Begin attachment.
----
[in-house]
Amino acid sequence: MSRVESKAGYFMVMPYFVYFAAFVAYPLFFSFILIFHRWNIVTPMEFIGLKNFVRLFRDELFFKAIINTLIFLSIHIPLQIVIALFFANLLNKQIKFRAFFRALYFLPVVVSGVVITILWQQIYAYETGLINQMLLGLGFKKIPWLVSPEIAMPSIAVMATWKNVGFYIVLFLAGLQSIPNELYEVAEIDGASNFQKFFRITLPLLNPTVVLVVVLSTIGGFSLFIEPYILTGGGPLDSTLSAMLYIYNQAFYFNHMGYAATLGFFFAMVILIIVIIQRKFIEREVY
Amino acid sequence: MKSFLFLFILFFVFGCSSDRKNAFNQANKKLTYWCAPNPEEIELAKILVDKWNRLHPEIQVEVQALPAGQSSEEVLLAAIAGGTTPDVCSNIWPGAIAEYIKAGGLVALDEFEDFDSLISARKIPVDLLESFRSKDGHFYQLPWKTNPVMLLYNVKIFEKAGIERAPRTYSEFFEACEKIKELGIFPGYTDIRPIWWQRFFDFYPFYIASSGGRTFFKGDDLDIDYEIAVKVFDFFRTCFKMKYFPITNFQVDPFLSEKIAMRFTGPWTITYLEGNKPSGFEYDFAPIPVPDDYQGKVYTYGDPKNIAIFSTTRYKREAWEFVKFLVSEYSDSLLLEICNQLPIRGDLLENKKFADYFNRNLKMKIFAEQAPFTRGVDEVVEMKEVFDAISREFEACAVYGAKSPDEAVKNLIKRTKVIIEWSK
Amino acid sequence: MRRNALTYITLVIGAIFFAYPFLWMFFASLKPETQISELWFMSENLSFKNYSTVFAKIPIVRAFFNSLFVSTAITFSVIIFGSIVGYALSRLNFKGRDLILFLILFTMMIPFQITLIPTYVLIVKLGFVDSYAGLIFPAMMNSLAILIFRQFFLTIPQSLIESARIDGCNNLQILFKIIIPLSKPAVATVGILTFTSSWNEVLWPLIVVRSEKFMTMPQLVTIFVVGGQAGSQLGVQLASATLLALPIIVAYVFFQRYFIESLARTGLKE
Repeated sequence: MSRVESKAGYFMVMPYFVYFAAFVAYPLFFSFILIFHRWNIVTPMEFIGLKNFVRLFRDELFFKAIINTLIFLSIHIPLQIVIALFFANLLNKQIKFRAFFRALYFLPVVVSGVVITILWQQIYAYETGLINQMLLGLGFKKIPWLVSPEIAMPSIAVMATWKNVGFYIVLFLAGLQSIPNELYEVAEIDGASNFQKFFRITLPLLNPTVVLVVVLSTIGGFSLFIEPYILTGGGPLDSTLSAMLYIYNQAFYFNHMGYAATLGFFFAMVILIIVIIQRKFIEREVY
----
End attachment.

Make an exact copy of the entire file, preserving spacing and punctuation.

[in-house]
Amino acid sequence: MSRVESKAGYFMVMPYFVYFAAFVAYPLFFSFILIFHRWNIVTPMEFIGLKNFVRLFRDELFFKAIINTLIFLSIHIPLQIVIALFFANLLNKQIKFRAFFRALYFLPVVVSGVVITILWQQIYAYETGLINQMLLGLGFKKIPWLVSPEIAMPSIAVMATWKNVGFYIVLFLAGLQSIPNELYEVAEIDGASNFQKFFRITLPLLNPTVVLVVVLSTIGGFSLFIEPYILTGGGPLDSTLSAMLYIYNQAFYFNHMGYAATLGFFFAMVILIIVIIQRKFIEREVY
Amino acid sequence: MKSFLFLFILFFVFGCSSDRKNAFNQANKKLTYWCAPNPEEIELAKILVDKWNRLHPEIQVEVQALPAGQSSEEVLLAAIAGGTTPDVCSNIWPGAIAEYIKAGGLVALDEFEDFDSLISARKIPVDLLESFRSKDGHFYQLPWKTNPVMLLYNVKIFEKAGIERAPRTYSEFFEACEKIKELGIFPGYTDIRPIWWQRFFDFYPFYIASSGGRTFFKGDDLDIDYEIAVKVFDFFRTCFKMKYFPITNFQVDPFLSEKIAMRFTGPWTITYLEGNKPSGFEYDFAPIPVPDDYQGKVYTYGDPKNIAIFSTTRYKREAWEFVKFLVSEYSDSLLLEICNQLPIRGDLLENKKFADYFNRNLKMKIFAEQAPFTRGVDEVVEMKEVFDAISREFEACAVYGAKSPDEAVKNLIKRTKVIIEWSK
Amino acid sequence: MRRNALTYITLVIGAIFFAYPFLWMFFASLKPETQISELWFMSENLSFKNYSTVFAKIPIVRAFFNSLFVSTAITFSVIIFGSIVGYALSRLNFKGRDLILFLILFTMMIPFQITLIPTYVLIVKLGFVDSYAGLIFPAMMNSLAILIFRQFFLTIPQSLIESARIDGCNNLQILFKIIIPLSKPAVATVGILTFTSSWNEVLWPLIVVRSEKFMTMPQLVTIFVVGGQAGSQLGVQLASATLLALPIIVAYVFFQRYFIESLARTGLKE
Repeated sequence: MSRVESKAGYFMVMPYFVYFAAFVAYPLFFSFILIFHRWNIVTPMEFIGLKNFVRLFRDELFFKAIINTLIFLSIHIPLQIVIALFFANLLNKQIKFRAFFRALYFLPVVVSGVVITILWQQIYAYETGLINQMLLGLGFKKIPWLVSPEIAMPSIAVMATWKNVGFYIVLFLAGLQSIPNELYEVAEIDGASNFQKFFRITLPLLNPTVVLVVVLSTIGGFSLFIEPYILTGGGPLDSTLSAMLYIYNQAFYFNHMGYAATLGFFFAMVILIIVIIQRKFIEREVY